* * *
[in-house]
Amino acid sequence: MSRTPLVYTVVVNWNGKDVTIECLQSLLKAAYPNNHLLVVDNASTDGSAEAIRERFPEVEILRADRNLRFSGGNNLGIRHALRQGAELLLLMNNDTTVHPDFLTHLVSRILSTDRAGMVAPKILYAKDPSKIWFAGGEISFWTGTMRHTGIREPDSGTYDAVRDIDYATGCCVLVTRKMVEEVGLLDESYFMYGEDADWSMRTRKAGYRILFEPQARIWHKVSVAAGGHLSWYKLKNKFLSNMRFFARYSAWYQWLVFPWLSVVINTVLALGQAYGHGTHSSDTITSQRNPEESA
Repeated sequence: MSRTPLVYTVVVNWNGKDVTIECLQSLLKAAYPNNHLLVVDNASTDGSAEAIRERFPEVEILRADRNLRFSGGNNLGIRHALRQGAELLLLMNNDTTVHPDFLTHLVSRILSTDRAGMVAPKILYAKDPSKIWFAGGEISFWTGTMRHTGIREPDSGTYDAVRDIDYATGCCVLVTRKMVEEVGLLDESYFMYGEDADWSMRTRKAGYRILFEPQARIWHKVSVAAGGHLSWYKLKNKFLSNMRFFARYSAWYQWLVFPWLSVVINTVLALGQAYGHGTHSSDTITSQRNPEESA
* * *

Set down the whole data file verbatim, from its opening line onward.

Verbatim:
[in-house]
Amino acid sequence: MSRTPLVYTVVVNWNGKDVTIECLQSLLKAAYPNNHLLVVDNASTDGSAEAIRERFPEVEILRADRNLRFSGGNNLGIRHALRQGAELLLLMNNDTTVHPDFLTHLVSRILSTDRAGMVAPKILYAKDPSKIWFAGGEISFWTGTMRHTGIREPDSGTYDAVRDIDYATGCCVLVTRKMVEEVGLLDESYFMYGEDADWSMRTRKAGYRILFEPQARIWHKVSVAAGGHLSWYKLKNKFLSNMRFFARYSAWYQWLVFPWLSVVINTVLALGQAYGHGTHSSDTITSQRNPEESA
Repeated sequence: MSRTPLVYTVVVNWNGKDVTIECLQSLLKAAYPNNHLLVVDNASTDGSAEAIRERFPEVEILRADRNLRFSGGNNLGIRHALRQGAELLLLMNNDTTVHPDFLTHLVSRILSTDRAGMVAPKILYAKDPSKIWFAGGEISFWTGTMRHTGIREPDSGTYDAVRDIDYATGCCVLVTRKMVEEVGLLDESYFMYGEDADWSMRTRKAGYRILFEPQARIWHKVSVAAGGHLSWYKLKNKFLSNMRFFARYSAWYQWLVFPWLSVVINTVLALGQAYGHGTHSSDTITSQRNPEESA